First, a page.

Playing Legos stifles creativity

If you watch a child building something with Legos, you can probably imagine what’s going through his or her mind: the frustration of the challenges encountered, the joy of placing that last piece, or the puzzlement of not knowing where to put a particular block. And you would probably guess that it's a beneficial activity that stimulates the brain and develops cognitive abilities. For the child, this is probably true, but it may not be equally true for you...

While children learn the basics of construction (and demolition) using Legos, the activity may actually put adults at a disadvantage. These are the findings of a study published in The Journal of Marketing Research. Two teams, one American and one Norwegian, led by Page Moreau at the Wisconsin Business School and Marit Gundersen Engeset de Buskerud of Vestfold University College in Norway collaborated on the research.

“There are a lot of studies that explore what enhances creativity. Ours is one of the few that considers ways in which creativity may be undermined.” Through their research, the authors have shown the adverse effects Legos can have on adult creativity.

For the experiment, the researchers recruited over 130 volunteers and divided them into two groups. The first group was given a Lego game and was asked to build a structure by following precise instructions. The second group was simply asked to build something using their imagination; no other instructions were given. The researchers then tested their performance on creative (free drawing) or non-creative (solving problems with defined rules and only one possible solution) tests.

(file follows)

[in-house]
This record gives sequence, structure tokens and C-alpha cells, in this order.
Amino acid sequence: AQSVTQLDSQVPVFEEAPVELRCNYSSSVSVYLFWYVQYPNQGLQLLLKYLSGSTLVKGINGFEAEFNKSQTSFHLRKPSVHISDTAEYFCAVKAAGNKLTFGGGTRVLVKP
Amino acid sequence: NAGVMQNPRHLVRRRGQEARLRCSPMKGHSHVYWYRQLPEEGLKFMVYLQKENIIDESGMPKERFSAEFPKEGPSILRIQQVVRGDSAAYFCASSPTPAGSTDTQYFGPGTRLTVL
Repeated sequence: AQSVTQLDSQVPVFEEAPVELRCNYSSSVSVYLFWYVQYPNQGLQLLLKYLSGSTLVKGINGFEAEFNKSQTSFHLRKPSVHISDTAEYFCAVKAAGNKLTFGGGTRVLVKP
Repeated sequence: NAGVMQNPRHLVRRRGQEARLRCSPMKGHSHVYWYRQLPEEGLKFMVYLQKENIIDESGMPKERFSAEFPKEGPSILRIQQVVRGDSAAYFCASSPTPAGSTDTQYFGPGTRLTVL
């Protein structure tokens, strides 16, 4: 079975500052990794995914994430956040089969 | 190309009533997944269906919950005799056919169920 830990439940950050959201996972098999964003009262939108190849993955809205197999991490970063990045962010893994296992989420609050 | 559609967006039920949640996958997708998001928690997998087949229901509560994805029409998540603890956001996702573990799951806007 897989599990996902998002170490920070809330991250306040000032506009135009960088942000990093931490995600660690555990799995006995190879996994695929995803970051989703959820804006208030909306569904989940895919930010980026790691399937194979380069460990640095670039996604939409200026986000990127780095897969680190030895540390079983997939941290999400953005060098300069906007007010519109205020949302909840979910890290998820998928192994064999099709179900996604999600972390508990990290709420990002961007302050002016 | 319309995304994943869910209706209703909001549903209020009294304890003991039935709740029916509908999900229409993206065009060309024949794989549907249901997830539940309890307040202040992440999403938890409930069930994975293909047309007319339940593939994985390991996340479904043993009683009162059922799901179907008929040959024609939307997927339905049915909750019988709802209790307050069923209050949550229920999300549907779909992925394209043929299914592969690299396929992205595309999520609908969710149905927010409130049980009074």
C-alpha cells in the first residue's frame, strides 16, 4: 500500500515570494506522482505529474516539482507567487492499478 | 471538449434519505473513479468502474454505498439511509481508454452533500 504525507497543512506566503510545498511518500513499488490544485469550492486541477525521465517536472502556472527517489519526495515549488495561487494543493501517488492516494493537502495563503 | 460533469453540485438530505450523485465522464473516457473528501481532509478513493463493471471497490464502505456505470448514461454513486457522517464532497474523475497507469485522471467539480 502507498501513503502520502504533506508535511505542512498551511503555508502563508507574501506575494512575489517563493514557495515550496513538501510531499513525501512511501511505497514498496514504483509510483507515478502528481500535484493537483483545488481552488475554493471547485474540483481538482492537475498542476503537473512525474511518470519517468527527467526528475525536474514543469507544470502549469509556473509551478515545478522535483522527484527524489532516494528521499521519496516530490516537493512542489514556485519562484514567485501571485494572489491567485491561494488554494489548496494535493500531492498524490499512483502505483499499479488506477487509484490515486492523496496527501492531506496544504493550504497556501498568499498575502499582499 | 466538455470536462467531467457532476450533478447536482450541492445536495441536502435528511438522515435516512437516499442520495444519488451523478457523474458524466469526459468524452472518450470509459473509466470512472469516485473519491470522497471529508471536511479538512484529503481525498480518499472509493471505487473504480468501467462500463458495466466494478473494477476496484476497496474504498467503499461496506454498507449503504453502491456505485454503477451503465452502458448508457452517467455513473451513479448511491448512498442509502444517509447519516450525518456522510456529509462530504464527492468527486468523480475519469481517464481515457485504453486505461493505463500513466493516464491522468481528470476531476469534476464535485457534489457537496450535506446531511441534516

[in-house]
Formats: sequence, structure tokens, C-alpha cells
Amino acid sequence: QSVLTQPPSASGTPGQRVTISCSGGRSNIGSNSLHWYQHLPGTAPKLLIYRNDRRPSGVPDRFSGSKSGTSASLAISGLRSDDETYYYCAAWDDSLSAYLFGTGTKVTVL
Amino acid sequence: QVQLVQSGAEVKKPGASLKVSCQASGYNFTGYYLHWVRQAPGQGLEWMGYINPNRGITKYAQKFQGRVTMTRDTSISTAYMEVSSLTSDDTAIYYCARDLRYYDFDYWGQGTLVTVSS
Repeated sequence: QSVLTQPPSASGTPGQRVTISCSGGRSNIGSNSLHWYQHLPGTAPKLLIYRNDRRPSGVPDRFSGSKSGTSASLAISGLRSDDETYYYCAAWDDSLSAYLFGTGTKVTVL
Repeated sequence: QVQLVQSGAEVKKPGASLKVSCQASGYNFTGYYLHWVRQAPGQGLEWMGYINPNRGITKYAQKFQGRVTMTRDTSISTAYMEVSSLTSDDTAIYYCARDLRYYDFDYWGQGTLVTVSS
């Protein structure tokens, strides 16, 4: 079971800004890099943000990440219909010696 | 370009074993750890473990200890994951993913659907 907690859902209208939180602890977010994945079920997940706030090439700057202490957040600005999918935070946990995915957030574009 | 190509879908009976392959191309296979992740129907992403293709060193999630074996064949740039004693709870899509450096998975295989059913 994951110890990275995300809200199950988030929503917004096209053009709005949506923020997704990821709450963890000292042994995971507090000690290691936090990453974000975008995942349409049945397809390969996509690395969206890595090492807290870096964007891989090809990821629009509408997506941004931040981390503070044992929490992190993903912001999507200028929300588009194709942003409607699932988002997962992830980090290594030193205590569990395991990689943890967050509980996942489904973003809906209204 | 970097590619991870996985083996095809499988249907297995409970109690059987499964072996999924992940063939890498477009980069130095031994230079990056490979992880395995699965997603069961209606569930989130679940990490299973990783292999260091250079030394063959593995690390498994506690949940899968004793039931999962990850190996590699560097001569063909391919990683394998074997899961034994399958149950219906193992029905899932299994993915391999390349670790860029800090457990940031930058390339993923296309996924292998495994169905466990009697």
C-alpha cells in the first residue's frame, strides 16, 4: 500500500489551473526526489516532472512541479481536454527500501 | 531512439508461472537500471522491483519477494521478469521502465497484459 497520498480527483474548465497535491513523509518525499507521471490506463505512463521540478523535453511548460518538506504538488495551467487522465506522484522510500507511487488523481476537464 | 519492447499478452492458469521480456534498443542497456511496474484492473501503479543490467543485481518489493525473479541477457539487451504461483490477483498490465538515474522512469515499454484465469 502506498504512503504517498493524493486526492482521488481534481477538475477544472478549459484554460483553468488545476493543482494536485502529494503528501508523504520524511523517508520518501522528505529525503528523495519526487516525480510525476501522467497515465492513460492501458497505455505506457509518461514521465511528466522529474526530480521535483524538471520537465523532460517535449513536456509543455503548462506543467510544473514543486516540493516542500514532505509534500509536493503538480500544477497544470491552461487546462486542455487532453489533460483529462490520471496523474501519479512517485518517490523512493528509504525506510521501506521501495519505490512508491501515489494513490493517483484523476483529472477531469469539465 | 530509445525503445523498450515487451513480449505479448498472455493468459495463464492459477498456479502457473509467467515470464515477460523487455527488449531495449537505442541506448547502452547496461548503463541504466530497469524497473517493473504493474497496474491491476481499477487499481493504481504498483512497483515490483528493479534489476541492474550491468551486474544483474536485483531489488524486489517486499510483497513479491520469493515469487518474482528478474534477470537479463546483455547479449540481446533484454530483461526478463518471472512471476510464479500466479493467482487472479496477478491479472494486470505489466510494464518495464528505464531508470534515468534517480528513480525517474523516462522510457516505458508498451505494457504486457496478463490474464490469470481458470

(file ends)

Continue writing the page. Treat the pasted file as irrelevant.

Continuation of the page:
The results were very clear: the participants in the Lego group scored less well on the creativity tests than those in the group with no instructions. The reverse however didn't turn out to be true: the participants in the "no instructions" group didn't have any trouble solving the problem that involved specific rules. It appears that having a goal in a first task decreases our ability to use our creativity in subsequent tasks.

“Well-defined problems are becoming ever more common--we Google something, for instance, rather than struggling to retrieve information from our memory--and that can be having negative effects on our creativity,” the authors explain.
Source: C. Page Moreau and Marit Gundersen Engeset. The Downstream Consequences of Problem-Solving Mindsets: How Playing with Lego Influences Creativity. Journal of Marketing Research, 2015


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